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Chelsea Quinn Yarbro talks about her Saint Germain Series


Burning Shadows: A Novel of the Count Saint-Germain (St. Germain)Readers, please join me welcoming Chelsea Quinn Yarbro, author of the popular Saint Germain series who's guest blogging here today!

If you have not read the series, Quinn Yarbro is well-known for her impeccable historical research and her Saint-Germain books are among her most popular works. This past summer, Quinn was a co-recipient of the Bram Stoker Lifetime Achievement Award from the Horror Writers Association. She was also the first woman to be named a Living Legend by the International Horror Guild (2006) and she is one of two women to be named a Grand Master of the World Horror Convention (2003). Her latest book is Burning Shadows. More information can be found on


Saint Germain and a Star’s Entrance 

Photobucket Pictures, Images and PhotosIn any long-running series about a single character, it is important to give that character a star’s entrance in every book — that is, a way of introducing the character to the reader in such a way as to focus the book on that character. Almost all novels need some kind of distinction for the main character the first time he or she shows up on the page, but in long-running series, this becomes increasingly significant, for those introductions tend to shape the series, not only in tone, but in the understanding of the continuity of the books of the series. I’m hyper-sensitive to star’s entrances, both in my work and the work of others, and I often spend more time working out those first sights of Saint-Germain than I do in putting together the letters that frame the chapter that introduces him.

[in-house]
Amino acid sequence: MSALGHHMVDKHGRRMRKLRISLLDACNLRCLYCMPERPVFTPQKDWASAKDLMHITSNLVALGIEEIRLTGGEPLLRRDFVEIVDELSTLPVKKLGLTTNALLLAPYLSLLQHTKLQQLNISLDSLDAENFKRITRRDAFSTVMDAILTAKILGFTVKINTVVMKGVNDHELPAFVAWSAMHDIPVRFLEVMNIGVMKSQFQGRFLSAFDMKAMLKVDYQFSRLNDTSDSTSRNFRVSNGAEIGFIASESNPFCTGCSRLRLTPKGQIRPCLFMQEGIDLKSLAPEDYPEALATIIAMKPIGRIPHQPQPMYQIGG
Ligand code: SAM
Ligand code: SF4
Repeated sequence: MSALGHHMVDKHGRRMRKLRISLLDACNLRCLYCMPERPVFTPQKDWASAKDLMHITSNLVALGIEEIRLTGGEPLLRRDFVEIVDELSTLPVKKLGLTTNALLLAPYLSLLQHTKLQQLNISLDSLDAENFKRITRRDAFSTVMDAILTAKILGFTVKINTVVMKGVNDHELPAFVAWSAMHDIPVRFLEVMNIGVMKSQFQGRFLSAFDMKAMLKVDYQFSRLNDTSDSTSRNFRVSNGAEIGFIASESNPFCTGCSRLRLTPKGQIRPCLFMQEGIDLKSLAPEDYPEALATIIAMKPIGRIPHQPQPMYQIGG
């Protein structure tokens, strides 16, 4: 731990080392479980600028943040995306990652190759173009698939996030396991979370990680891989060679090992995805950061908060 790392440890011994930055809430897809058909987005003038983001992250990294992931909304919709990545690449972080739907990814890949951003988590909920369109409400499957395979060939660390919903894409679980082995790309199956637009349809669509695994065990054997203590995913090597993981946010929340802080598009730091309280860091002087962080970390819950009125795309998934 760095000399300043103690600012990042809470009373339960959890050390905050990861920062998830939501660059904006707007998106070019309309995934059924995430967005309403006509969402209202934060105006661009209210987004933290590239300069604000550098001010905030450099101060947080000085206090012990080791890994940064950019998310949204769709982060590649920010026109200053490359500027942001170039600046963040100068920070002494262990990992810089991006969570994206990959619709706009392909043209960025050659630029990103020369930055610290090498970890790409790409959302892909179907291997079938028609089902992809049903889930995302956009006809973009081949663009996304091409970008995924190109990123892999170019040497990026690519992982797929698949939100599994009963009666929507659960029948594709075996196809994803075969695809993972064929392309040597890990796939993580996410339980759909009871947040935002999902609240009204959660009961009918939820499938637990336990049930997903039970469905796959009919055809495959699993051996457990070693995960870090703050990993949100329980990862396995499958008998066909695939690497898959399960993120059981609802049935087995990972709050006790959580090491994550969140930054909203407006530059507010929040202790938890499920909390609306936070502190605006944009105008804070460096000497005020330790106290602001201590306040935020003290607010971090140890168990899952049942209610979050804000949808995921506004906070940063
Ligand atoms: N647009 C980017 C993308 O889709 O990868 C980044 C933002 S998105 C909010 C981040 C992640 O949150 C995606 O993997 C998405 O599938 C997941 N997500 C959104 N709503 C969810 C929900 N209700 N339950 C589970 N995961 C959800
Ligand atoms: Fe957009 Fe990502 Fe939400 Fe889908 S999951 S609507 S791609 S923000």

Sometimes it has been easy to do the star’s entrance, other times it has been a bit of a struggle, and since all Saint-Germain novels begin with letters that set the time and place of the story — necessary with a four thousand year old character — placing Saint-Germain in the context of the story is essential. One of the most difficult star’s entrances in terms of writing, was in Hotel Transylvania, not only because it was the first first look at the character, he, as a significant deviation from other literary vampires at the time, needed to be established as a Good Guy before he was revealed as a vampire. His meeting with the alchemists brought him on stage so that his strengths and skills were displayed without having to account for certain aspects of his behavior. In many ways he has a second entrance in the book, that being at the midnight supper with Lucienne Cressy.